This distancing effect, then, is not only related to the notorious user interface with the pattern of grids in which the video streams of my others reach me. At the same time, as always, other interface processes also play a role: the conducting and guiding relations between hardware and software which, as the basis of all screen and speaker effects, ensure that computers connect over the internet, that data flows and is prepared for my eyes and ears. “Zoom fatigue” is the expression of a special exhaustion caused by the eternal (and not always perfect) recurrence of the same: interfaces that provide confrontations as usage interfaces and function as invisible relationships between software and hardware.

The effects and debates regarding the signs of fatigue emerging across all platforms point toward that context that is found beyond the mythic promise of “the digital” that should now “keep things going”. This is not, however, simple “telepresence”. What can be physically felt here and what is the subject of reports is the processuality and materiality of networked computers that now, as technology, seem no longer not only magically effective (it just works). Now, in the mode of disturbance with physical consequences, something forces itself into our perception that otherwise should simply work under the radar of human perception. Our dependency upon online meetings in turn shows their dependency upon the conditions and processes that computers and their networks run.

The present moment of this communal exhaustion is thus perhaps the most urgent reminder that every human exchange via online platform is, first and foremost, an exchange of data. It has its own strictly formalised rules whose procedures simultaneously give rises to questions of data protection as well data economy. It is the product of programs, of instructions always followed (and thus hackable) that are set to work by a huge amount of hardware. This is why it needs an infrastructure within which its raw materials as well its consumption of energy and water are taken into consideration as well as the electronic waste that is primarily cast off to the global south.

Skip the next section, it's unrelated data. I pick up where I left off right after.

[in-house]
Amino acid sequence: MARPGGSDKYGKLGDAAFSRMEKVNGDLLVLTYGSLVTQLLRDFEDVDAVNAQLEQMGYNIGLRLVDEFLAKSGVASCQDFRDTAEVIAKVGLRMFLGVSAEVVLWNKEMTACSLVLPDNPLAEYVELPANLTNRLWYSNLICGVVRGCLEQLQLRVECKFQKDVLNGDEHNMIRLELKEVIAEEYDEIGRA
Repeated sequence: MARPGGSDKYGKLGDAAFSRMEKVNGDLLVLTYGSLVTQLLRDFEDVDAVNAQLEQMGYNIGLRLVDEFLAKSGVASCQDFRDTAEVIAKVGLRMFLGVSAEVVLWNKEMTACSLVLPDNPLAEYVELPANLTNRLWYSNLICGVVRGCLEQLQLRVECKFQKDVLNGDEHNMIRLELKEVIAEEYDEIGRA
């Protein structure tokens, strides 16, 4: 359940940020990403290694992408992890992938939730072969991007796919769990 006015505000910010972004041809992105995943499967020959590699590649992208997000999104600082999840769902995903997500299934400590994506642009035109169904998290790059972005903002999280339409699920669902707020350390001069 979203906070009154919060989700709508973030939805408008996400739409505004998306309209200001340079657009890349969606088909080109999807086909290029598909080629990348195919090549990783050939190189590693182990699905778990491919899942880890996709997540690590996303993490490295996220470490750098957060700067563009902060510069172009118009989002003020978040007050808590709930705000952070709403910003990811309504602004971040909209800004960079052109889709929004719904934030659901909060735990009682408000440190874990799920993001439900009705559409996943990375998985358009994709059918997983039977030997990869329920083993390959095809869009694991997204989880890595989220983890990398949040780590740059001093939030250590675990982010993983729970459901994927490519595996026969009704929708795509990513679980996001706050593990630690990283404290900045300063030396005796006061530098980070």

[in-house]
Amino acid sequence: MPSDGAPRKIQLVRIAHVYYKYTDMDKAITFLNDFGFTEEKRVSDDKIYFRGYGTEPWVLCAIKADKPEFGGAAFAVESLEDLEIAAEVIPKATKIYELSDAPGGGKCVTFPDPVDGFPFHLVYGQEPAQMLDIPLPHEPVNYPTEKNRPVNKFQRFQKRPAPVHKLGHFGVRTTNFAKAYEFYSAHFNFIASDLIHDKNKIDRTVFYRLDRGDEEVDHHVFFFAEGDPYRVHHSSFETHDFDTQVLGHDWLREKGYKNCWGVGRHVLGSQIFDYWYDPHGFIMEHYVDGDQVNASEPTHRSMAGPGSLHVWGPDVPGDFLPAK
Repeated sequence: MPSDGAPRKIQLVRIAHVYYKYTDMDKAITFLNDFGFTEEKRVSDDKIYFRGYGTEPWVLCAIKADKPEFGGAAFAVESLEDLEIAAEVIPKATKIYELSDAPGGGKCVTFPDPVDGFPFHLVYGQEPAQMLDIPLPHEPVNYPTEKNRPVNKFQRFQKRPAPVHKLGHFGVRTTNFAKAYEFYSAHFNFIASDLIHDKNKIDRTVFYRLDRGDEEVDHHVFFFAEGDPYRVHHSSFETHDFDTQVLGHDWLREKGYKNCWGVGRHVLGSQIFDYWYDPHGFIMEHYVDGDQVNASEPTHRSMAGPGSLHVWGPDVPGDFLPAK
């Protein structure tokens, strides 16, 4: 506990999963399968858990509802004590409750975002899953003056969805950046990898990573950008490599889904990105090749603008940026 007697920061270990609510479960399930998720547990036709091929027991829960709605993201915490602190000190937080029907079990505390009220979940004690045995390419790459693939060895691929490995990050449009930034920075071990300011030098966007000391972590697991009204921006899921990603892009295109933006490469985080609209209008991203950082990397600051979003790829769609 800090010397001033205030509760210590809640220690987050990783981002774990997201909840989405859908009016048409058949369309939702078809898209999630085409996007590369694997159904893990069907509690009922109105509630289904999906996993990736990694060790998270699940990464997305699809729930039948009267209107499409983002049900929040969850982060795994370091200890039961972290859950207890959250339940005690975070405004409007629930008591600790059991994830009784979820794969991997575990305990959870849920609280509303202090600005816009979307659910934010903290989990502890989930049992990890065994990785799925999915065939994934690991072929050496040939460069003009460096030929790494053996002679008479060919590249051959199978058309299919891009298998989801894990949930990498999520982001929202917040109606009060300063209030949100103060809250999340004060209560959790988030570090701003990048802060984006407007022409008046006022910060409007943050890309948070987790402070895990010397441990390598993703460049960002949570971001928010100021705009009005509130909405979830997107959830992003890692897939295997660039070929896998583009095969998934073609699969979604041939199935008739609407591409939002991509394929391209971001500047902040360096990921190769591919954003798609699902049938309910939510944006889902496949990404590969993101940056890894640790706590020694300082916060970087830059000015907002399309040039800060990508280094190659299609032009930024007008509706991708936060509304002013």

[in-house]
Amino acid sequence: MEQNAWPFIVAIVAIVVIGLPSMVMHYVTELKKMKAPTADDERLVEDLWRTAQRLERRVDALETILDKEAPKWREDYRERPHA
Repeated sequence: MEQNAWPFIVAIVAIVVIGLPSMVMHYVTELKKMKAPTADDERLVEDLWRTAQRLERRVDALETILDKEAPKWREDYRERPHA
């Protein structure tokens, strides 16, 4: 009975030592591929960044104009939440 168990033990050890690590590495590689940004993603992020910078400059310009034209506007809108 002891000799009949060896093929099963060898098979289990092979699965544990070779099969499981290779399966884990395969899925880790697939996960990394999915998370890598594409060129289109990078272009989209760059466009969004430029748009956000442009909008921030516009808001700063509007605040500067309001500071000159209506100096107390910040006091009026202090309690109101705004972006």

Every form that we use to come together online (with or without a grid of tiles) remains dependent upon that. These relationships are always programmatic: they are not only programmatic insofar as they seem pioneering and seek to indicate standards of a new normality. Link or you’ll miss it. They are especially programmatic because they are based upon the programmability of computers and realise specific programs with hardware. The way in which we can come together has been determined precisely by the programming in every case (like this and in no other way). The rule commands, we follow. In this aspect as well, the “Zoom fatigue” criticism provides a reminder of the persistent conditions of the user interface.

The way in which we can come together has been determined precisely by the programming in every case.

The networking and independent dynamic of computers that run under the buzzword “the digitalisation” has, not least of all, the tremendous advantage of forming communities that can overcome borders and distance. This makes them, in the form of internet services, so valuable, especially in light of the pandemic, and also explains the split screen answers of the ministry. Alongside the numerous consequences that have been discussed intensely for years (from encoded prejudices to filter bubbles and surveillance/capture capitalism to algorithmic governmentality by AI), the effects and debates of “Zoom fatigue” bring the conditions of these programmatic relationships into the foreground. Some of this becomes palpable, and perhaps simply serves as a reminder of the kind of networking we are actually dealing with when it comes to the internet.

Our community that we enter through this is a proper community of human beings and machines simultaneously. The hype about the “internet of things” in the 2010s may have distracted us from this, as if the internet had previously been one of bodies. This community must also always be that of and with things, and the sum of the cables, antennas and computers in this togetherness is permanently growing because so many more computer in server parks are needed for our increasing number of online services of streaming, clouds, Zoom and company than those we are holding in our hands, placing on our desks or next to our yoga mats.

The programmatic relationships that we enter through this are global and planetary. They need and effect more parts of the world than only those human beings with whom we enter into distanced communication with through them. The “Zoom fatigue” sensitivity for these relationships can thus also create an awareness beyond those of one’s own perception for the conditions and side effects of a technology that holds not only us together.